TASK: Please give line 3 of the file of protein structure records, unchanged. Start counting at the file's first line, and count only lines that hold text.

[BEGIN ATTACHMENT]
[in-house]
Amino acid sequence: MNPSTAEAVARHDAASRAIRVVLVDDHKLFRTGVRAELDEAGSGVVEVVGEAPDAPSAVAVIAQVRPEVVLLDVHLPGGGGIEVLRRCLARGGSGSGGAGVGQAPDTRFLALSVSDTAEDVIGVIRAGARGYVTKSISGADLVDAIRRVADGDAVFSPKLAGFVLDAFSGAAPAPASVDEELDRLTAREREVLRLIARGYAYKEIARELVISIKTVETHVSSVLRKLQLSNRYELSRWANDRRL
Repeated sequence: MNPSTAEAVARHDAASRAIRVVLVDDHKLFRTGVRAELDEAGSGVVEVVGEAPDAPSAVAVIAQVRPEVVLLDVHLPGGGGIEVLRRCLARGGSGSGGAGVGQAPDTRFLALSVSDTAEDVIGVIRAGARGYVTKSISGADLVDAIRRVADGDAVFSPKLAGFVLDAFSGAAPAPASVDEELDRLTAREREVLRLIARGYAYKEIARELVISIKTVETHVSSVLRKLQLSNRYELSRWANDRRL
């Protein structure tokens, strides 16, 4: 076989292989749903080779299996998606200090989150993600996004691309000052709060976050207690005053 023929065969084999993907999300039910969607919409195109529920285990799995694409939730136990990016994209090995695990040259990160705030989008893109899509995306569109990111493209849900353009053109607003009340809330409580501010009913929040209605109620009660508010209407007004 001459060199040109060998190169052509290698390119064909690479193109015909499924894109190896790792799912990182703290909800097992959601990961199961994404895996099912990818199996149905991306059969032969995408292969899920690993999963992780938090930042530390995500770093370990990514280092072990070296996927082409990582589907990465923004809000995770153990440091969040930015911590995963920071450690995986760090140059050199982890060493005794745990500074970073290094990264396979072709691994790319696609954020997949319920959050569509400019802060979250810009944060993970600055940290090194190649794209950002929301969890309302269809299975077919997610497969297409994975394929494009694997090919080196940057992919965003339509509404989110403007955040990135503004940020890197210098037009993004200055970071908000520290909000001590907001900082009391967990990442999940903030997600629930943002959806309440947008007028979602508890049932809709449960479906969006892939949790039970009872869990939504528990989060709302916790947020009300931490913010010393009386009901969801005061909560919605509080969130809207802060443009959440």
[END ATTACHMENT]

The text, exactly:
Repeated sequence: MNPSTAEAVARHDAASRAIRVVLVDDHKLFRTGVRAELDEAGSGVVEVVGEAPDAPSAVAVIAQVRPEVVLLDVHLPGGGGIEVLRRCLARGGSGSGGAGVGQAPDTRFLALSVSDTAEDVIGVIRAGARGYVTKSISGADLVDAIRRVADGDAVFSPKLAGFVLDAFSGAAPAPASVDEELDRLTAREREVLRLIARGYAYKEIARELVISIKTVETHVSSVLRKLQLSNRYELSRWANDRRL